- Validity: 1 day
- Priority access
- Photos allowed
- Audioguide available
What to expect
- See one of the first exemple of Renaissance architecture
- Admire the garden and its beautiful view over the Val d'Orcia and the Mount Amiata
- Once entered, spend inside the palace all the time you want
The summer residence of Enea Silvio Piccolomini, Pope Pius II, Piccolomini Palace in Pienza is one of the first examples of Renaissance architecture.
Built in 1459 by the famous architect Bernardo Rossellino, student of Leon Battista Alberti, has been recently restored, bringing back to light its former splendour, both internally and externally. The architectural complex is presented as the realisation of Pius II’s ambitious humanist project for the ideal city.
The Piccolomini family lived in the Palace until 1962 when, by testamentary dispositions, it was transferred to the Ente morale di Siena Società di Esecutori di Pie Disposizioni.
The Secret Rooms and the Garden
Inspired by the Palazzo Rucellai in Florence designed by Leon Battista Alberti, the building in ashlar has a square plan and develops in 3 floors, with two orders of windows modulated by pilaster strips. Inside there is a rectangular courtyard with a portico supported by stone columns.
The secret rooms on the first floor (dining room, library, bedrooms) show the papal apartments furnished with antique furniture, paintings and precious art works. But the real peculiarity lies in the relationship between architecture and landscape, as set out by the small typical Renaissance garden, surrounded by walls with a central octagonal well bearing the family crest; from here you can enjoy a beautiful view over the Val d'Orcia and the Mount Amiata.
"At dead of night, on August 8th 1462, he reached Pienza, following the narrow path that leads to the city square. The austere beauty and dignity of these constructions made him forget his thoughts and disturbance for the exorbitant costs. The palazzo is square, 90 feet high from top to bottom, faced in stone, and finely worked by the stonemason’s chisel. There are two rows of windows, remarkable for breadth and design, twenty-three in number for each of the two floors, and equidistant. Three men at the same time could look out from each window, divided into three parts by svelte columns. An ornamental strip called cornice runs beneath each row of windows and thus crowns the entire palace twice. At the corners of the building and between the windows hang stone shields containing the apostolic insignia of the Piccolomini family in gold, silver and other colours. In the middle of the north facade, we admire the splendid, extremely large portal of the main entrance. On the fourth side, which looks south and towards Mount Amiata, they have built three loggias on stone columns; the first portico, surmounted by a high and austere vault, offers a view of the pleasant landscape and adjoining garden; the second with its beamed ceilings, decorated with brightly coloured paintings, offers the most pleasant sojourn in winter. Entering the palazzo through the main portal, we find ourselves in a square court, supported by stone columns sixteen feet high, perfectly united to base and capital. Here are the dining rooms for winter, summer and the fair seasons, the royal bedrooms and storerooms. If you turn to the right from this portico or entrance hall, you find a staircase that leads to the second floor rooms.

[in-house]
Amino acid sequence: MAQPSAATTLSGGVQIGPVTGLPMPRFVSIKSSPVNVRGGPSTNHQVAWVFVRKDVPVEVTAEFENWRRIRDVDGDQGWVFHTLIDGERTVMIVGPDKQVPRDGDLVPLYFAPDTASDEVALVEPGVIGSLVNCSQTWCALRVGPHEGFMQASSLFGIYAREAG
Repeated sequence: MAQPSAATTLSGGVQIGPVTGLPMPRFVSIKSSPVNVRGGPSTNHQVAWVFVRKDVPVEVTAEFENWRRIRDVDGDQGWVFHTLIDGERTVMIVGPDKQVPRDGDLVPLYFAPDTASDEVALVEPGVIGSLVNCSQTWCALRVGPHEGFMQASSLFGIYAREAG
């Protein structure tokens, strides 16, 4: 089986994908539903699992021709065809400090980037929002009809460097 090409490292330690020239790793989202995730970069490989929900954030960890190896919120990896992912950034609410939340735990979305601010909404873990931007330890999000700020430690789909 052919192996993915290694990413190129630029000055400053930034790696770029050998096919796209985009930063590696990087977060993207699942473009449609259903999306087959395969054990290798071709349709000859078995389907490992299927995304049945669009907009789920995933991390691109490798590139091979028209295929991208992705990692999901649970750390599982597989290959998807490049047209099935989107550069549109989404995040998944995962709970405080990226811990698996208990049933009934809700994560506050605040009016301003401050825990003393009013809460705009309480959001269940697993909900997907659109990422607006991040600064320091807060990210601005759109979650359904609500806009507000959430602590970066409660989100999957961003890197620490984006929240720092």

The noble floor opens with a gallery with decorated, beamed ceilings, antechambers and halls. There is a white marble fireplace, artistically worked, and coffered ceilings. The building is exposed in such a way that it is suitable to every season, sheltered from the heat and excessive cold".
What is included
- Entrance with priority access
- Full-time entrance and you stay how long you want
- Reservation fees
- Access to temporary exhibitions
- Audioguide available in Italian, English, French, German and Spanish
What is not included
- Guided tour
- Groups (from a minimum of 15 people)
Free Ticket (it is still required to pay the presale to skip the line) :
- Kids under 6 years old (valid identity document needed at the entrance)
- Any handicapped person accompanied by the certificate of disability and the escort
The ticket is valid all day until closing time of the Palace starting from entrance time.
The entrance time written on the tickets may be subject to small changes depending on the actual availability of the Palace.
For a satisfying experience it is recommended to reserve at least 1 hour and half to visit the Palace.
The tickets will be sent via email within 24-48 hours after purchase (on weekdays) with instructions on how to get there and what to do to enter.
We inform you that, once booked, the date and time selected are binding. Please pick up your ticket at least 15 minutes before the reserved entrance. Who does not respect the time booked will not enter. To pick up the audio guide, you need a valid ID.
- The Palace has a maximum capacity of people, in some periods of the year or special days you may experience short delays or waits not dependent on the Palace or Italy Tickets.